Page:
This procedure was carried out successfully in 4 patients, and the following complications were attributable to it: three haemothorax episodes, one of which was massive, for which a thoracotomy was performed on each patient and a chest tube was placed for an average of 5 days; the patient with massive haemothorax required transfusion of 5 units of red blood cells, mediastinostomy, ligation of the bleeding vessels, and thoracotomy with chest tube for 7 days (figures 1 and 2).

Subsequently, the patients were taken for chronic haemodialysis and progressed satisfactorily, without complications attributable to the procedure. Their last average Kt/V was 1.45 and one patient completed 36 months of using the catheter (figure 3).



As the population of CKD patients on haemodialysis therapy ages, it becomes increasingly difficult to obtain satisfactory access through which to provide their therapy. A-V fistulas have the tremendous advantage of permitting multiple punctures over a long period of time, but in a group of patients, mainly diabetics, it becomes impossible to place them. The same is true with A-V prosthesis placement. In this group of patients, the use of either temporary or indwelling central venous catheters, inserted through various sites, becomes necessary.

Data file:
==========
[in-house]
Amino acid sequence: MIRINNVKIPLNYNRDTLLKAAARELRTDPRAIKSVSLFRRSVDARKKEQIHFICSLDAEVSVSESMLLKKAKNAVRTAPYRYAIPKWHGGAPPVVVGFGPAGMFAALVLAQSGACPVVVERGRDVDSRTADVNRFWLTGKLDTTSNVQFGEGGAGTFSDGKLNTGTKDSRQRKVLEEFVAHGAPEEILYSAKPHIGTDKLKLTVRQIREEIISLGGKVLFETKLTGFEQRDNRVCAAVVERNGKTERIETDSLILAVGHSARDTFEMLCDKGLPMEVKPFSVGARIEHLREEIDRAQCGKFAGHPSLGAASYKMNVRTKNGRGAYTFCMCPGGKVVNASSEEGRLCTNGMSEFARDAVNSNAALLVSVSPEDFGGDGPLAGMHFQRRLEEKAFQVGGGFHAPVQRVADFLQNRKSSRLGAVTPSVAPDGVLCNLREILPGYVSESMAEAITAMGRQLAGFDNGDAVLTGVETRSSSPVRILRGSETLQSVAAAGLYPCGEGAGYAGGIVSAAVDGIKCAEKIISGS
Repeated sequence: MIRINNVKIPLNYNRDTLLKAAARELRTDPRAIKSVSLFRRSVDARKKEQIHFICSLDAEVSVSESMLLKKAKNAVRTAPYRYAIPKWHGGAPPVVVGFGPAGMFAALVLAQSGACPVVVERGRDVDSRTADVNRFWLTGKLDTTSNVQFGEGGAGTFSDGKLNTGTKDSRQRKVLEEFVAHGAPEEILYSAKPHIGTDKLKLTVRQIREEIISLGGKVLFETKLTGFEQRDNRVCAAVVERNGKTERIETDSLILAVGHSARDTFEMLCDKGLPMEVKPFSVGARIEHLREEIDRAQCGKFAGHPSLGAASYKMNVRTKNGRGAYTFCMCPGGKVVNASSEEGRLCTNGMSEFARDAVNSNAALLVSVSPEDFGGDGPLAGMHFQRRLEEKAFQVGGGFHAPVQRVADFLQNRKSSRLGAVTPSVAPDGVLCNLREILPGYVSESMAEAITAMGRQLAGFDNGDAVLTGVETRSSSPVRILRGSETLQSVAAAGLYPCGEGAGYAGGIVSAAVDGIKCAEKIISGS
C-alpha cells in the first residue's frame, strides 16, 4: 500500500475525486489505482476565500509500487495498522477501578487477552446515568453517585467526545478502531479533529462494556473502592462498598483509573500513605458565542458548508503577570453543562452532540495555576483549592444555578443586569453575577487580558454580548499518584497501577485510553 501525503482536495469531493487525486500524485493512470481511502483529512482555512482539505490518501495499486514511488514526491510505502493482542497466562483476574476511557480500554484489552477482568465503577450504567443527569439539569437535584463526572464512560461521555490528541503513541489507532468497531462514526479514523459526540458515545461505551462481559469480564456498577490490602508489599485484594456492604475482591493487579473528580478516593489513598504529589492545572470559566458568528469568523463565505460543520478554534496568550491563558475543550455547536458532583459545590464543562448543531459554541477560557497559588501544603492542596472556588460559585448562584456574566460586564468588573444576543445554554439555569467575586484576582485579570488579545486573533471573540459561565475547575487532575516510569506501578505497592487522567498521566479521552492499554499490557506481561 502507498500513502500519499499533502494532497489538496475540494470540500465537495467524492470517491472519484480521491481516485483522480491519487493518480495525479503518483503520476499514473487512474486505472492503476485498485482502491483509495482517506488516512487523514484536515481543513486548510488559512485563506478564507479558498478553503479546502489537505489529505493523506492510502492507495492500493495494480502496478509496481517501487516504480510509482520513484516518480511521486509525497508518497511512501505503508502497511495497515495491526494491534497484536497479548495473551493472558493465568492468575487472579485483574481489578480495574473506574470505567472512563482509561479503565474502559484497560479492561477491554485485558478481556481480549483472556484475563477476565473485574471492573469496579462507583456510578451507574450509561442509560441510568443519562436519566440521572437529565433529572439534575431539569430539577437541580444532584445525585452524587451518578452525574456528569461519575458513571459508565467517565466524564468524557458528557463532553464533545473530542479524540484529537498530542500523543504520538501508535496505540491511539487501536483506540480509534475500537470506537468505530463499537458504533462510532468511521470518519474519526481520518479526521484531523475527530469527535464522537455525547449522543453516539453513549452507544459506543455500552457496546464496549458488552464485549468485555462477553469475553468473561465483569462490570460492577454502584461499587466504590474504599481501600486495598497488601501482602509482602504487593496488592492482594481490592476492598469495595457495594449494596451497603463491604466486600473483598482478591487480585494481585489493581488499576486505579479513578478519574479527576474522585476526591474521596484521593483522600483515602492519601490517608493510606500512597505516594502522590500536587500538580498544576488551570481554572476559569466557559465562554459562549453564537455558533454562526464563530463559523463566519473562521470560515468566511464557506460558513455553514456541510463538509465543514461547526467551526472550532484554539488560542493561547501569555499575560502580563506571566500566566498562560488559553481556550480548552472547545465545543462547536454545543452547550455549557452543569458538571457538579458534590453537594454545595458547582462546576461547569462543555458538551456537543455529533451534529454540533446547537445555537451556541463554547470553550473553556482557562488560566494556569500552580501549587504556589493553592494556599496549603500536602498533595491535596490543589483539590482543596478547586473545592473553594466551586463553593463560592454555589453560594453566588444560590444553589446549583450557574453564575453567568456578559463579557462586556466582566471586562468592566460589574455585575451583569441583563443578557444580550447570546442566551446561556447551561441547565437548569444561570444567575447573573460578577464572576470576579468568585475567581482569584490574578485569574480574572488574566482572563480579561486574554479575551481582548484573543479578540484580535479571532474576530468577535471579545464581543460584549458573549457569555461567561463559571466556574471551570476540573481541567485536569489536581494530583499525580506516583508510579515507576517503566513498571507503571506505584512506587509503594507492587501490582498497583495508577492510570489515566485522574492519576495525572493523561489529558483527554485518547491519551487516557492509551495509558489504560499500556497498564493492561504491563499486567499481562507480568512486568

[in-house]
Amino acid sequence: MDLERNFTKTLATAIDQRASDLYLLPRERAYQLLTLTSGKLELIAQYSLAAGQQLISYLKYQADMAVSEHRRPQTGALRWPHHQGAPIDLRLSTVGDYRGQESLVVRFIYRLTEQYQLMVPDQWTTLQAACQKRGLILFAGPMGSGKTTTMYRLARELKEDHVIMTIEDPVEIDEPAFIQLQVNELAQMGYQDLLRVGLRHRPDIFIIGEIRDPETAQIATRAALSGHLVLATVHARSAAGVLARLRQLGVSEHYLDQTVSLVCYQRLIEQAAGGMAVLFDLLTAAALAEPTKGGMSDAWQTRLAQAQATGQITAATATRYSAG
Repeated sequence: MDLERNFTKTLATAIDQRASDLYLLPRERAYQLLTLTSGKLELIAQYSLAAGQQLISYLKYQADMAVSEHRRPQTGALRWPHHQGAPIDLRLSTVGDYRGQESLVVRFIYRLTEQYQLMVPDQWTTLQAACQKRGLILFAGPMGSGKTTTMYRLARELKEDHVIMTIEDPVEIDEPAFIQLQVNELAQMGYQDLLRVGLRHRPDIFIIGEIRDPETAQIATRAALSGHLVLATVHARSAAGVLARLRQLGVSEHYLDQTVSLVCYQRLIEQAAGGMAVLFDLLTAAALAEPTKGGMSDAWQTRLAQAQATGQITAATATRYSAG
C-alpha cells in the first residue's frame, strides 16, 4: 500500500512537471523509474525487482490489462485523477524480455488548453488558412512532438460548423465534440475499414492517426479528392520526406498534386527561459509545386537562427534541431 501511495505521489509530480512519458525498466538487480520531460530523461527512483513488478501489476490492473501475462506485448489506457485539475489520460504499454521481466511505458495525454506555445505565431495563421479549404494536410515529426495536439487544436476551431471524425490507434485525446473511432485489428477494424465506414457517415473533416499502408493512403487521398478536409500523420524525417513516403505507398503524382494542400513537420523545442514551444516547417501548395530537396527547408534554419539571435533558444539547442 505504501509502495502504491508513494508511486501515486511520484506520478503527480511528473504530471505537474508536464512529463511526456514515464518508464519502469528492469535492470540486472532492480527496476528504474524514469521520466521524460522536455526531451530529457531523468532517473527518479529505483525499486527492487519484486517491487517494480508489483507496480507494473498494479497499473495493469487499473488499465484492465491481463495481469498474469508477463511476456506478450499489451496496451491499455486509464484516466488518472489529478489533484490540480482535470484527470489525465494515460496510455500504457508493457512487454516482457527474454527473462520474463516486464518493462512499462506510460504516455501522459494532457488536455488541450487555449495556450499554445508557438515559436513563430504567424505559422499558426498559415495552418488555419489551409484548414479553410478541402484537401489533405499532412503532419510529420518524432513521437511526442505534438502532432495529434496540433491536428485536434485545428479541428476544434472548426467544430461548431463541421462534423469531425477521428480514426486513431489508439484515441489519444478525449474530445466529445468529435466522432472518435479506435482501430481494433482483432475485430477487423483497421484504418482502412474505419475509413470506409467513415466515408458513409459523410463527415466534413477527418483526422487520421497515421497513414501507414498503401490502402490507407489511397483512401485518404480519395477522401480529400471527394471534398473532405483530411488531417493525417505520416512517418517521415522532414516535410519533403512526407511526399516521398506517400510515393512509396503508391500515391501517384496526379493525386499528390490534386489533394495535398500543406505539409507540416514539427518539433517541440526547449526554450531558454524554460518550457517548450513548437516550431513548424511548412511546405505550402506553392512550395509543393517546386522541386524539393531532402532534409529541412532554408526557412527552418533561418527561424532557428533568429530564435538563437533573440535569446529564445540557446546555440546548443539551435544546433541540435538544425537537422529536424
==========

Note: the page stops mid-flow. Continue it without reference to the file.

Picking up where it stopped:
The internal jugular vein approach is the most commonly used due to its easy puncture and the low rate of complications.1 The subclavian route is not recommended, since it results in high stenosis and thrombosis rates, which subsequently prevent the use of the upper extremity for the creation of A-V fistulas.2 The axillary and innominate veins can also be used for the placement of central catheters, but they require medical personnel familiar with those puncture procedures in order to be utilized.3,4 The infradiaphragmatic approach offers several routes: the femoral, with easy access but with the disadvantage of a high thrombosis and infection rates;5 on the other hand, the transhepatic and translumbar routes6,7 are technically more difficult. At the supradiaphragmatic level, two final approaches allow for catheter implantation: the intracardiac and the right parasternal routes, each of which requires the use of general anaesthesia and anterior thoracotomy to access the puncture site. In the intracardiac access the right atrium is punctured, with later placement and tunneling of the indwelling catheter.8